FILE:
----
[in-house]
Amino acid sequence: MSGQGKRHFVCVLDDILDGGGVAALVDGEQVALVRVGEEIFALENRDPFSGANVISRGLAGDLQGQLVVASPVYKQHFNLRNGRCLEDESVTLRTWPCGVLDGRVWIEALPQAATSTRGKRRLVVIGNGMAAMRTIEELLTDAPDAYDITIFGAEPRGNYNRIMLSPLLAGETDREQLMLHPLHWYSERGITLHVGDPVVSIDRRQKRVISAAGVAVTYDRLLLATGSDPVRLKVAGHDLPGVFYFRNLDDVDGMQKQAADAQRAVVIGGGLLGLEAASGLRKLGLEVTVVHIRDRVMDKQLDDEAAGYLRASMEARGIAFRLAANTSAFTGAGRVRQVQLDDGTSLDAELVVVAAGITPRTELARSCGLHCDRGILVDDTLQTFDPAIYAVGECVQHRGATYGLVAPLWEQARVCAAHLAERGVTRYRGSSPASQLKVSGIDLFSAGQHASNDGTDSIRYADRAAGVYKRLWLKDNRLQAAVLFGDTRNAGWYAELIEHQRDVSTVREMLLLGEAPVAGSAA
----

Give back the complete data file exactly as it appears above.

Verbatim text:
[in-house]
Amino acid sequence: MSGQGKRHFVCVLDDILDGGGVAALVDGEQVALVRVGEEIFALENRDPFSGANVISRGLAGDLQGQLVVASPVYKQHFNLRNGRCLEDESVTLRTWPCGVLDGRVWIEALPQAATSTRGKRRLVVIGNGMAAMRTIEELLTDAPDAYDITIFGAEPRGNYNRIMLSPLLAGETDREQLMLHPLHWYSERGITLHVGDPVVSIDRRQKRVISAAGVAVTYDRLLLATGSDPVRLKVAGHDLPGVFYFRNLDDVDGMQKQAADAQRAVVIGGGLLGLEAASGLRKLGLEVTVVHIRDRVMDKQLDDEAAGYLRASMEARGIAFRLAANTSAFTGAGRVRQVQLDDGTSLDAELVVVAAGITPRTELARSCGLHCDRGILVDDTLQTFDPAIYAVGECVQHRGATYGLVAPLWEQARVCAAHLAERGVTRYRGSSPASQLKVSGIDLFSAGQHASNDGTDSIRYADRAAGVYKRLWLKDNRLQAAVLFGDTRNAGWYAELIEHQRDVSTVREMLLLGEAPVAGSAA